But if you think about a computer passively monitoring you 24/7 - XKeyscore, for instance - I can’t help but wonder how it could productively sense each new cheese entering the house (via grocery shopping) and leaving (via shitting).

Omniscience comes up quite regularly. People speak of “their life flashing before their eyes” when they die - or the ability to rewind and call up memories in some post-death review. But there are also characters such as “Janet” from The Good Place or the precogs from Minority Report, who are aware of everything and can be queried like a database. The concept of “The Singularity” often is meant to refer to a superintellegence that approaches omniscience.

So, could I ask an omniscient source: “Bring up all my conversations where Nicholas Cage is mentioned?” Given that sometimes I may be referring to National Treasure or other times I may be mentioning “Nouveau Shamanic” acting with him in mind. The index needs to include references to my conversation history, my context for understanding Nicholas Cage, and a many-to-many join between them.

To what degree does that query return every conversation I have? Am I constantly alluding to Nicholas Cage?

If humans have difficulty agreeing on an exact weight for a racist tweet or extracting the true meaning of any given pull-quote from the Mueller Report, how does an omniscient source ultimately mine all possible meanings from a given conversation? Couldn’t it become stuck on one sentence, infinitely paralyzed during indexing?

It seems an insurmountable problem that an omniscience could track everything as time continues. This makes me wonder if the inate desire of an omniscience would be to slow or stop time, rather than to accelerate it out of some voracious appetite.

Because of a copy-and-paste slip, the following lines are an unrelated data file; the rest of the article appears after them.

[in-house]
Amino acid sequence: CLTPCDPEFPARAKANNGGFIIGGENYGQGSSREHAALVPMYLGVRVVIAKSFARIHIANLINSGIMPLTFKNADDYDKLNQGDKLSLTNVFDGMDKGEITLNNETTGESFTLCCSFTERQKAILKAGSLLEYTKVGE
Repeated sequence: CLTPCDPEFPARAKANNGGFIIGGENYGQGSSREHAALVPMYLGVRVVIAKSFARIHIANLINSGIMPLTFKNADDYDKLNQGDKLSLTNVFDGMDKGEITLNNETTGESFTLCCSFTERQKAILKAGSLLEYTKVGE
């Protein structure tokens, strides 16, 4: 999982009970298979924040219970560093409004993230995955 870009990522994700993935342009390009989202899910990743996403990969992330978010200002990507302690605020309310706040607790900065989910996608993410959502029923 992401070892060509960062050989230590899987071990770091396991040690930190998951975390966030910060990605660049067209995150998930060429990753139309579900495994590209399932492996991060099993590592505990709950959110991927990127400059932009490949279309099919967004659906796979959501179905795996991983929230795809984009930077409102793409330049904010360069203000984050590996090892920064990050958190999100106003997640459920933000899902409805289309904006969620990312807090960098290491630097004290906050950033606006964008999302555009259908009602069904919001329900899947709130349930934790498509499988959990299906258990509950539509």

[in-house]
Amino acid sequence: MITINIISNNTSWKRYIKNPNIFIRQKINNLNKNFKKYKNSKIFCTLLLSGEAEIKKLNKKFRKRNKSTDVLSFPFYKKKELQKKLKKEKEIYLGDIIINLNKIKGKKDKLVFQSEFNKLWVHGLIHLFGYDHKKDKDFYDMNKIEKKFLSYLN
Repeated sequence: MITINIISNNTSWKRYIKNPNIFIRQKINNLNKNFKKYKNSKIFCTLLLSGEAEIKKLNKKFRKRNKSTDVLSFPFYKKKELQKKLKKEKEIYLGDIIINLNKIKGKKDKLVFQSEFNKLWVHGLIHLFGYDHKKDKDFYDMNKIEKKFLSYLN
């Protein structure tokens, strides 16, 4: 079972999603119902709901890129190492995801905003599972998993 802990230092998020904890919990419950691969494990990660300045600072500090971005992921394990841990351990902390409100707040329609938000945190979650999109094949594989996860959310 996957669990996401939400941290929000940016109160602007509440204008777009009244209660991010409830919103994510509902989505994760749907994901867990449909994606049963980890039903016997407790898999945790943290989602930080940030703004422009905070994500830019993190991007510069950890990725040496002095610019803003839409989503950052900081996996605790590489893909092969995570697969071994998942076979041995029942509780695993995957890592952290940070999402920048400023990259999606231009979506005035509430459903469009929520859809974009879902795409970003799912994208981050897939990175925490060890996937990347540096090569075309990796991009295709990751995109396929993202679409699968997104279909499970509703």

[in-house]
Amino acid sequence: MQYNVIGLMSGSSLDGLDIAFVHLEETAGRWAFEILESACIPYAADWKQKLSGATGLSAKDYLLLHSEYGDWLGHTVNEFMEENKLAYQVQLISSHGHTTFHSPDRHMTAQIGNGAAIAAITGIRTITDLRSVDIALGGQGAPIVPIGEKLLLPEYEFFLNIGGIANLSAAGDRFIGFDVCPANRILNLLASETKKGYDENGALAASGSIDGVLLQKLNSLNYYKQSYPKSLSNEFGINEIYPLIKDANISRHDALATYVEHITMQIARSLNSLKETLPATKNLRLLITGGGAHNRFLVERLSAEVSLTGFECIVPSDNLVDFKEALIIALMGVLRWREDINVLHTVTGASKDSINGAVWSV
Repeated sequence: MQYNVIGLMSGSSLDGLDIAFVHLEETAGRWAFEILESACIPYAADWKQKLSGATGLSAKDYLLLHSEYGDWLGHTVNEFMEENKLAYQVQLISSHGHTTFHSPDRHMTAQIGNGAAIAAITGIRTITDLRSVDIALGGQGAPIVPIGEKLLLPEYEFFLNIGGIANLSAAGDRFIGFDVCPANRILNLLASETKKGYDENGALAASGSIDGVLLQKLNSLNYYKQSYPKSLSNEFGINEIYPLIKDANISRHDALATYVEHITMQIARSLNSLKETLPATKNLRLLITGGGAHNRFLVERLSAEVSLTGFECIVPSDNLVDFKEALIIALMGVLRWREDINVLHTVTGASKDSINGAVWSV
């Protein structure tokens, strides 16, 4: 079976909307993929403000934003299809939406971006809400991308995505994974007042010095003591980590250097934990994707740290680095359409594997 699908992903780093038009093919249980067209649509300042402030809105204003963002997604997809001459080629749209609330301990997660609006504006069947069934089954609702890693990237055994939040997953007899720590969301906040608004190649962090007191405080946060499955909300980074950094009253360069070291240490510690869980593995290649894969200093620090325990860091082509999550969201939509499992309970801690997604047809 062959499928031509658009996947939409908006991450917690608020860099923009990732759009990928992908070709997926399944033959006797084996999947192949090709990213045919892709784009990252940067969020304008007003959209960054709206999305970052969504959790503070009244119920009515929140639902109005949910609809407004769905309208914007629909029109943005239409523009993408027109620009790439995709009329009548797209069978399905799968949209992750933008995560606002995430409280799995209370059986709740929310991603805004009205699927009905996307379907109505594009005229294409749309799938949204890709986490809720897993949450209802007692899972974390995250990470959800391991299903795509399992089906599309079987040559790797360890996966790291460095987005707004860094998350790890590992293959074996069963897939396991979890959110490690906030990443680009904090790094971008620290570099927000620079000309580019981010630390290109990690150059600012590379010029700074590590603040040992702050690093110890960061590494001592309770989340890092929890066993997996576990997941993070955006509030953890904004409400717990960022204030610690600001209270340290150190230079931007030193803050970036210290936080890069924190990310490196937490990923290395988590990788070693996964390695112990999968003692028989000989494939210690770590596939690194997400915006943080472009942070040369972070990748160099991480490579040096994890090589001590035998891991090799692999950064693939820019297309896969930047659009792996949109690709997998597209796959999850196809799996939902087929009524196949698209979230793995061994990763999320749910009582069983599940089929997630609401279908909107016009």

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19 Aug 2019

Ola Bini’s Letters from Detention

Reflections from a thoughtful and innocent prisoner.

I spent some of the weekend reading these letters from Ola Bini, who was imprisoned in April for basically being a friend of Julian Assange. I remember Ola from his work on the Ioke programming language—and I once chatted with him many, many years ago. He was polite and well-spoken. I am glad to hear that he is now released. (The FreeOlaBini site should probably show his release more prominently—it is more obvious on Twitter.)

Still, his blog is quite eye-opening and worthwhile. There are entries here that are simply poignant—such as Ola’s story of his birthday when his fellow inmates sang to him. In an almost deliberately Kafkaesque way, it seems he is never told what he is charged with—we can presume computer hacking, but no specifics are given. (It seems the authorities assumed this from his personal library—which Fogus catalogs here.)

I feel some cynicism toward ‘open source’/‘free software’ and cyberpunk ideologies—and I think many people also associate this with ‘tech bro’-style optimism—but Ola’s letters have me reconsidering.

[C]ode and architecture are more important than laws. Laws can be broken, but if we build our systems correctly, we can provide real guarantees. The right to privacy, security and anonymity is also a strong belief and the idea that these rights belong to everyone, not just those that can pay for it.

Related to this, is the mistrust of authority, not just governments, but any kind of authority. That means those rights cant be provided just as legal rights by fiat. Instead, these rights have to be provided by something stronger: by cryptographic systems, implemented and run in the open. This is the only real way you can ultimately provide real self-determination to everyone in the world.

A final belief: cypherpunks write code. This means just what it says. If we want a better world, we have to take the responsibility. We have to build it ourselves.

I don’t feel optimism in any of this. I just feel a person wanting to secure their life. This seems like a basic right—roughly equivalent to the very smallest property right, the ability to merely live and survive at a specific coordinate—even a prisoner has that right. Cynicism feels dangerous here—that I’d rather just wander in aloof disbelief than try.